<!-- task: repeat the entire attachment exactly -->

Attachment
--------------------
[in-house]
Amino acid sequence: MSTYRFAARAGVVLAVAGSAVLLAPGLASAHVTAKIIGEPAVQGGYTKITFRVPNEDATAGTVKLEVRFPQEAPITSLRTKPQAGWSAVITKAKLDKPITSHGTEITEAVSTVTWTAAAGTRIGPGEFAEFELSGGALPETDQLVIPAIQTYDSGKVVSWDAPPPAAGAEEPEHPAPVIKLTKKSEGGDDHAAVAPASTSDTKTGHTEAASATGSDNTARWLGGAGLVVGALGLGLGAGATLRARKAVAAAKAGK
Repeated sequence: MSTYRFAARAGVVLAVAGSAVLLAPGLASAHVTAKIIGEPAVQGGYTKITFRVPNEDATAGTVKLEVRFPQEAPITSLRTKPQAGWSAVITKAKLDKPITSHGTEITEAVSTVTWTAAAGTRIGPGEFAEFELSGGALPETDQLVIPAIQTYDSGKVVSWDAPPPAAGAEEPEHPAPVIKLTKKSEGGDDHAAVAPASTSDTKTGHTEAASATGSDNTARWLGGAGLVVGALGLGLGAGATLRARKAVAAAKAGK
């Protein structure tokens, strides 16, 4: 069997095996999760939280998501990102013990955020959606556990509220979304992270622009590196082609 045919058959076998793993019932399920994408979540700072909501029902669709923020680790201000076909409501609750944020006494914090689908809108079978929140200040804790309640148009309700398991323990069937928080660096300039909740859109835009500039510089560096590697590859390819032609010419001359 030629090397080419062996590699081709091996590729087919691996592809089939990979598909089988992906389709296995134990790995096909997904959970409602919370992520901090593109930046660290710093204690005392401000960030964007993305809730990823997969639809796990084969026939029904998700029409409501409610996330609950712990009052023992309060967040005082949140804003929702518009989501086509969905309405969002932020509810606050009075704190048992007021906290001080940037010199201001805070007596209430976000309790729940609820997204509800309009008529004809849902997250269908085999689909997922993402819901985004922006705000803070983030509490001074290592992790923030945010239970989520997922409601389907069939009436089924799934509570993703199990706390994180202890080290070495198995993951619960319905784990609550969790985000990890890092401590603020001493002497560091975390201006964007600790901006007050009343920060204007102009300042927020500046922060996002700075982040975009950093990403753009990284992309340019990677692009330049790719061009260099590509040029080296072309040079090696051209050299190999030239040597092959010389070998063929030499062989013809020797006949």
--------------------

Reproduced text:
[in-house]
Amino acid sequence: MSTYRFAARAGVVLAVAGSAVLLAPGLASAHVTAKIIGEPAVQGGYTKITFRVPNEDATAGTVKLEVRFPQEAPITSLRTKPQAGWSAVITKAKLDKPITSHGTEITEAVSTVTWTAAAGTRIGPGEFAEFELSGGALPETDQLVIPAIQTYDSGKVVSWDAPPPAAGAEEPEHPAPVIKLTKKSEGGDDHAAVAPASTSDTKTGHTEAASATGSDNTARWLGGAGLVVGALGLGLGAGATLRARKAVAAAKAGK
Repeated sequence: MSTYRFAARAGVVLAVAGSAVLLAPGLASAHVTAKIIGEPAVQGGYTKITFRVPNEDATAGTVKLEVRFPQEAPITSLRTKPQAGWSAVITKAKLDKPITSHGTEITEAVSTVTWTAAAGTRIGPGEFAEFELSGGALPETDQLVIPAIQTYDSGKVVSWDAPPPAAGAEEPEHPAPVIKLTKKSEGGDDHAAVAPASTSDTKTGHTEAASATGSDNTARWLGGAGLVVGALGLGLGAGATLRARKAVAAAKAGK
């Protein structure tokens, strides 16, 4: 069997095996999760939280998501990102013990955020959606556990509220979304992270622009590196082609 045919058959076998793993019932399920994408979540700072909501029902669709923020680790201000076909409501609750944020006494914090689908809108079978929140200040804790309640148009309700398991323990069937928080660096300039909740859109835009500039510089560096590697590859390819032609010419001359 030629090397080419062996590699081709091996590729087919691996592809089939990979598909089988992906389709296995134990790995096909997904959970409602919370992520901090593109930046660290710093204690005392401000960030964007993305809730990823997969639809796990084969026939029904998700029409409501409610996330609950712990009052023992309060967040005082949140804003929702518009989501086509969905309405969002932020509810606050009075704190048992007021906290001080940037010199201001805070007596209430976000309790729940609820997204509800309009008529004809849902997250269908085999689909997922993402819901985004922006705000803070983030509490001074290592992790923030945010239970989520997922409601389907069939009436089924799934509570993703199990706390994180202890080290070495198995993951619960319905784990609550969790985000990890890092401590603020001493002497560091975390201006964007600790901006007050009343920060204007102009300042927020500046922060996002700075982040975009950093990403753009990284992309340019990677692009330049790719061009260099590509040029080296072309040079090696051209050299190999030239040597092959010389070998063929030499062989013809020797006949």